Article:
News from la Via Campesina : Interview with Papis, a young peasant from Senegal.
See photos of the youth assembly here.
(Jakarta, June 8, 2013) Today saw the beginning of the Third Youth Assembly, part of the Sixth International Conference of La Via Campesina which is taking place in Jakarta, Indonesia. After two intense days of women’s meetings, today it is young people from around the world who fill the corridors of the conference, discussing and sharing their experiences as young farmers, both men and women. Plenaries and working groups set up for the event have provided a space to tell of their struggles, their achievements, their setbacks and their new ideas.
Papis came from Senegal to Jakarta in Indonesia to participate in La Via Campesina’s Sixth Annual Conference, and join in the young farmers’ meeting. He is involved in the Dakar Poultry Farmers Association (Association des Aviculteurs de Dakar (AAD). He lives in a village close to Dakar, in Senegal, and is a peasant who devotes his life to the land and to poultry farming. Papis is young and full of energy. After living for two years in Italy and one year in Portugal he decided to return to Senegal to start this project, and today he feels proud and content.
Can you explain me a little bit about the situation facing young peasants in Senegal?
The current situation in our country is that farmers are ashamed to admit that they are farmers. The problem is that farming isn’t valued as a profession. And that’s the reason why we, as Senegalese peasants, believe that our primary objective is to work towards a greater appreciation of the peasant identity. Peasants should be proud of what they do.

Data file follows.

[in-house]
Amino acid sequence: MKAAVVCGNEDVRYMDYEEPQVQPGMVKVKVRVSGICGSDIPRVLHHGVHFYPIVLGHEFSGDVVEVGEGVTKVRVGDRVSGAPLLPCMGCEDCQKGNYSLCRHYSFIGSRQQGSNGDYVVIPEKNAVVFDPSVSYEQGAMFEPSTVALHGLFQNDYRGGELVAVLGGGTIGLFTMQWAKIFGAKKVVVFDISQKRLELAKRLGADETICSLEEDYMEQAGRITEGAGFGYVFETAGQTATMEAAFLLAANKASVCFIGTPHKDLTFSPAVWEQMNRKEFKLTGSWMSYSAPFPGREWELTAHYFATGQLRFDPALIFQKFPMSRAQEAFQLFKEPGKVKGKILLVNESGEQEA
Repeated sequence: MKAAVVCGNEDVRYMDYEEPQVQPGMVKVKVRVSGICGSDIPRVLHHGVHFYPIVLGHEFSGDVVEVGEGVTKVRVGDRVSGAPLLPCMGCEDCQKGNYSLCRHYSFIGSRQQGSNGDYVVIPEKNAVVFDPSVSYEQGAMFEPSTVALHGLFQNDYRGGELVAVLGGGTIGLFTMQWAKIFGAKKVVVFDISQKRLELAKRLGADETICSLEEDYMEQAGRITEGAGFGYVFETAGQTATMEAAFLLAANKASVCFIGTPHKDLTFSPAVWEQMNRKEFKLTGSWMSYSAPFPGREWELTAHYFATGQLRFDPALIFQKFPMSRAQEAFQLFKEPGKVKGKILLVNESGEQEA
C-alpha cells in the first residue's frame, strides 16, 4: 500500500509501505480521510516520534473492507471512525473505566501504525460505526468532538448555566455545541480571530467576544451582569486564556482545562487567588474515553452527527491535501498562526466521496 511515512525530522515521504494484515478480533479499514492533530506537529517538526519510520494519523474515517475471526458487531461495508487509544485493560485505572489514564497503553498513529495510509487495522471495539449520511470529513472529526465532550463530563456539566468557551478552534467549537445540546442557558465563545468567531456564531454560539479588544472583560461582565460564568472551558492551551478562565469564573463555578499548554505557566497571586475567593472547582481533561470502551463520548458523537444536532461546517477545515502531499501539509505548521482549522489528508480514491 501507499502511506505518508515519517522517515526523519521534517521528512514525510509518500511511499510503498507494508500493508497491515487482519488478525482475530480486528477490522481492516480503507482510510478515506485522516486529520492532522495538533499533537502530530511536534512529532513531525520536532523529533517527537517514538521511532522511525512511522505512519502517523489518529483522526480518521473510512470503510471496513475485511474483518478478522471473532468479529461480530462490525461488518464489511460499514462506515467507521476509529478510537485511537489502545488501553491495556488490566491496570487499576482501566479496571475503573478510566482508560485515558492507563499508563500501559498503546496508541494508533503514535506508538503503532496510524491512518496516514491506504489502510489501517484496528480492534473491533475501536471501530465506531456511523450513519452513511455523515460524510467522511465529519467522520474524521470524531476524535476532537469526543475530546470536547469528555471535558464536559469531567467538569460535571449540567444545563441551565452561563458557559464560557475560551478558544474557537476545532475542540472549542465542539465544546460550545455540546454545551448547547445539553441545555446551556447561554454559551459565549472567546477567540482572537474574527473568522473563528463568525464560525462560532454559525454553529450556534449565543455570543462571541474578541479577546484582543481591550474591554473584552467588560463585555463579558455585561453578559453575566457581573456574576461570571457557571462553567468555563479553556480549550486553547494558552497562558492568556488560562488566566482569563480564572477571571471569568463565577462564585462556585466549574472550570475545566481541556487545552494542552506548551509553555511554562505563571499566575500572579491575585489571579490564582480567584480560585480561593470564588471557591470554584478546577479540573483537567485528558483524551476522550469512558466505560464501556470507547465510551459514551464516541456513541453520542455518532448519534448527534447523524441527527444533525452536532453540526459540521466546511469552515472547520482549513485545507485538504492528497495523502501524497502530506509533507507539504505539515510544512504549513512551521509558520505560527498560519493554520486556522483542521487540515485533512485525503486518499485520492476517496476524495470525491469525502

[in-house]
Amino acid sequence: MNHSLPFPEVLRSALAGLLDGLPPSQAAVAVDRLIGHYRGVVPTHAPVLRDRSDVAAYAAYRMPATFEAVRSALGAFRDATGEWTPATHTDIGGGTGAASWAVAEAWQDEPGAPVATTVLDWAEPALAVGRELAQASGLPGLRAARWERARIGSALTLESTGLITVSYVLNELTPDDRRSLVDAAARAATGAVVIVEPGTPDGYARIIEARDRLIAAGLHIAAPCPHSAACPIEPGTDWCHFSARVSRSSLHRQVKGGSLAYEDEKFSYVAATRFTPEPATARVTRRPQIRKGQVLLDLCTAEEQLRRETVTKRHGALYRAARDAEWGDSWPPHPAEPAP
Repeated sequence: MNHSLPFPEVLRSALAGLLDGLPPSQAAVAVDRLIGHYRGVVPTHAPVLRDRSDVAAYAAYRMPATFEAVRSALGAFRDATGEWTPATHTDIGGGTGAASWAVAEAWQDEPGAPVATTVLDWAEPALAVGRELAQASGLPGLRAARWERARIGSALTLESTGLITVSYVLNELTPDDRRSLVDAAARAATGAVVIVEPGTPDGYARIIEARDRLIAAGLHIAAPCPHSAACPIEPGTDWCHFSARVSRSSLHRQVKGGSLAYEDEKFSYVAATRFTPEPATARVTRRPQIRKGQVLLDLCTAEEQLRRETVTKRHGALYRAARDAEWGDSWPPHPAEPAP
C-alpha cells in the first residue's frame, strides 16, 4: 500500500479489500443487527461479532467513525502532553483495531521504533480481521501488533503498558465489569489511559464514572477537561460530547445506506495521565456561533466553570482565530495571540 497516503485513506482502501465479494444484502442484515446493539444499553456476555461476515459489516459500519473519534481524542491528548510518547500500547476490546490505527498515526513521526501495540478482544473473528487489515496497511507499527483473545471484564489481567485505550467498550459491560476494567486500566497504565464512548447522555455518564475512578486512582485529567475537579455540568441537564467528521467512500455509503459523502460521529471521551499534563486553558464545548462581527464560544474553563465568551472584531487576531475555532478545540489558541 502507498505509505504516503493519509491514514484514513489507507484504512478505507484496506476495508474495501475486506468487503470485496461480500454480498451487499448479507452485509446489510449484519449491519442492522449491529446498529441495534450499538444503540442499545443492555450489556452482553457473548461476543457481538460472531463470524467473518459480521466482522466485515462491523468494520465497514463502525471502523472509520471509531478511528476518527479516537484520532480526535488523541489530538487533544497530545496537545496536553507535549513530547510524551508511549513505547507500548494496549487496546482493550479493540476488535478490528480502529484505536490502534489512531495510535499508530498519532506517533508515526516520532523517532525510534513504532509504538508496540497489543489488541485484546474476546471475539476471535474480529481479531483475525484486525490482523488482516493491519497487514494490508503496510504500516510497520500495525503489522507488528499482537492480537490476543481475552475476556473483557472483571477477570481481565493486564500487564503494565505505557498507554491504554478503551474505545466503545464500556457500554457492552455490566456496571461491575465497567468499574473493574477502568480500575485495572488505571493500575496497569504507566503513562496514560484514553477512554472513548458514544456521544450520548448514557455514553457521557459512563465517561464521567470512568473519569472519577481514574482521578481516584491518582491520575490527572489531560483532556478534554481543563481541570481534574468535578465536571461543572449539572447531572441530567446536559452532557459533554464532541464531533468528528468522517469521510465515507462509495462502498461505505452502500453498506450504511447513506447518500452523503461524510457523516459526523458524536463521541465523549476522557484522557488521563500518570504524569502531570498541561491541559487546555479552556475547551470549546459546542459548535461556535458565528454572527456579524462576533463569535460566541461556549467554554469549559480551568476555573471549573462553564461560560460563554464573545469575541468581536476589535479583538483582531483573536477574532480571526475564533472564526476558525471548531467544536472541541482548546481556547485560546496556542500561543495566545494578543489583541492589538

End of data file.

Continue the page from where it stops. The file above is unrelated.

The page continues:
In Dakar airport, on my way to Jakarta, when I was given a form to fill in, I wrote “peasant” in the space for my occupation. When the policeman checked it, he said “peasant?” because he found it bizarre that a peasant would be travelling internationally. Sometimes when you say you are a peasant people look down on you. They think that a peasant is someone with ragged clothes who shouldn’t be travelling.
Can you explain a little about your profession?
I have my own family business. I’m involved in aviculture, so I raise chickens. I produce a million eggs a year and more than 24,000 chickens. I also sell produce in the market and I grow vegetables. In short, I am one of the people who is feeding Senegal, which is a big source of pride for me. It’s important to feel proud if you are feeding the population!
Before this, I was a migrant in Europe. I was in Italy for two years and Portugal for one year more, but in the end I made my own decision to return to Senegal to raise chickens and plant crops. I earn less than I did in Europe, but at least I am free to do anything I want.
What is the most interesting aspect of the Youth Assembly, for you?
It is necessary for people to meet, and I think that now we need to start working towards 2014, which is designated as the year of family farming. We need to make 2014 the year of young people in agriculture, so that more people get interested in agriculture.
Today I want to tell you that our profession is the most noble there is, because we feed the world. People need to be aware of that.
Communication team of La Via Campesina